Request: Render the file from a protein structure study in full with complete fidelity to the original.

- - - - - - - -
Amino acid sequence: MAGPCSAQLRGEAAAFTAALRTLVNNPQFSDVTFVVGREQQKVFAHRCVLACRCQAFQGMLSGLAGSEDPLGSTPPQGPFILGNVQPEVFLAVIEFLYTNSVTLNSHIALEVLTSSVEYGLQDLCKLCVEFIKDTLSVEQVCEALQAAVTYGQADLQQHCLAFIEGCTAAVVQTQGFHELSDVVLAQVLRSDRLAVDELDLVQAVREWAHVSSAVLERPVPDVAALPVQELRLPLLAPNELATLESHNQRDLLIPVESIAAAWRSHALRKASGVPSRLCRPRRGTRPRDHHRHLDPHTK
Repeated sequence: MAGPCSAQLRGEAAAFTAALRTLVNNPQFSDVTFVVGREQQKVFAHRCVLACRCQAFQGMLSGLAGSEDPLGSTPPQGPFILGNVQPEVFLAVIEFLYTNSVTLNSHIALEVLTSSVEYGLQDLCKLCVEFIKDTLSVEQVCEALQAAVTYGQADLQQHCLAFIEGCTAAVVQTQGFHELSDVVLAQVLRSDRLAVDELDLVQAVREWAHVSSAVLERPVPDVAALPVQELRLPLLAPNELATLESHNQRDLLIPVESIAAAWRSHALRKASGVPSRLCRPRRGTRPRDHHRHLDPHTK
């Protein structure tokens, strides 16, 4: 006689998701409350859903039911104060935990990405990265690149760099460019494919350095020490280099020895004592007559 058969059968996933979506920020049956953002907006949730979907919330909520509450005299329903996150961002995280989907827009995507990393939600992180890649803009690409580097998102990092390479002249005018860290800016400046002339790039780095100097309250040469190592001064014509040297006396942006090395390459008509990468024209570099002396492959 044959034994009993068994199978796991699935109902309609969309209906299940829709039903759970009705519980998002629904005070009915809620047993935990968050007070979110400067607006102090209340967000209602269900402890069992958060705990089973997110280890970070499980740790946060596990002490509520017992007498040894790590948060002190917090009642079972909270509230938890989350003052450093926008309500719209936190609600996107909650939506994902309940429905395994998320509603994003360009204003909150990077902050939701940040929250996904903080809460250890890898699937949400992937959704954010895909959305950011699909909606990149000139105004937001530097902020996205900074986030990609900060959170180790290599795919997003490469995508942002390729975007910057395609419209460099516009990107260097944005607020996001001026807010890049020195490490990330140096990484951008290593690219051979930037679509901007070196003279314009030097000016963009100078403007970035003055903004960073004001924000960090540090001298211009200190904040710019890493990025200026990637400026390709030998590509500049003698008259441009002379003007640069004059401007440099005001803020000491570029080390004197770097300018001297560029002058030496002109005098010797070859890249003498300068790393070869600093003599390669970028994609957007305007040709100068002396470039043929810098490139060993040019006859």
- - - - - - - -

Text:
Amino acid sequence: MAGPCSAQLRGEAAAFTAALRTLVNNPQFSDVTFVVGREQQKVFAHRCVLACRCQAFQGMLSGLAGSEDPLGSTPPQGPFILGNVQPEVFLAVIEFLYTNSVTLNSHIALEVLTSSVEYGLQDLCKLCVEFIKDTLSVEQVCEALQAAVTYGQADLQQHCLAFIEGCTAAVVQTQGFHELSDVVLAQVLRSDRLAVDELDLVQAVREWAHVSSAVLERPVPDVAALPVQELRLPLLAPNELATLESHNQRDLLIPVESIAAAWRSHALRKASGVPSRLCRPRRGTRPRDHHRHLDPHTK
Repeated sequence: MAGPCSAQLRGEAAAFTAALRTLVNNPQFSDVTFVVGREQQKVFAHRCVLACRCQAFQGMLSGLAGSEDPLGSTPPQGPFILGNVQPEVFLAVIEFLYTNSVTLNSHIALEVLTSSVEYGLQDLCKLCVEFIKDTLSVEQVCEALQAAVTYGQADLQQHCLAFIEGCTAAVVQTQGFHELSDVVLAQVLRSDRLAVDELDLVQAVREWAHVSSAVLERPVPDVAALPVQELRLPLLAPNELATLESHNQRDLLIPVESIAAAWRSHALRKASGVPSRLCRPRRGTRPRDHHRHLDPHTK
């Protein structure tokens, strides 16, 4: 006689998701409350859903039911104060935990990405990265690149760099460019494919350095020490280099020895004592007559 058969059968996933979506920020049956953002907006949730979907919330909520509450005299329903996150961002995280989907827009995507990393939600992180890649803009690409580097998102990092390479002249005018860290800016400046002339790039780095100097309250040469190592001064014509040297006396942006090395390459008509990468024209570099002396492959 044959034994009993068994199978796991699935109902309609969309209906299940829709039903759970009705519980998002629904005070009915809620047993935990968050007070979110400067607006102090209340967000209602269900402890069992958060705990089973997110280890970070499980740790946060596990002490509520017992007498040894790590948060002190917090009642079972909270509230938890989350003052450093926008309500719209936190609600996107909650939506994902309940429905395994998320509603994003360009204003909150990077902050939701940040929250996904903080809460250890890898699937949400992937959704954010895909959305950011699909909606990149000139105004937001530097902020996205900074986030990609900060959170180790290599795919997003490469995508942002390729975007910057395609419209460099516009990107260097944005607020996001001026807010890049020195490490990330140096990484951008290593690219051979930037679509901007070196003279314009030097000016963009100078403007970035003055903004960073004001924000960090540090001298211009200190904040710019890493990025200026990637400026390709030998590509500049003698008259441009002379003007640069004059401007440099005001803020000491570029080390004197770097300018001297560029002058030496002109005098010797070859890249003498300068790393070869600093003599390669970028994609957007305007040709100068002396470039043929810098490139060993040019006859």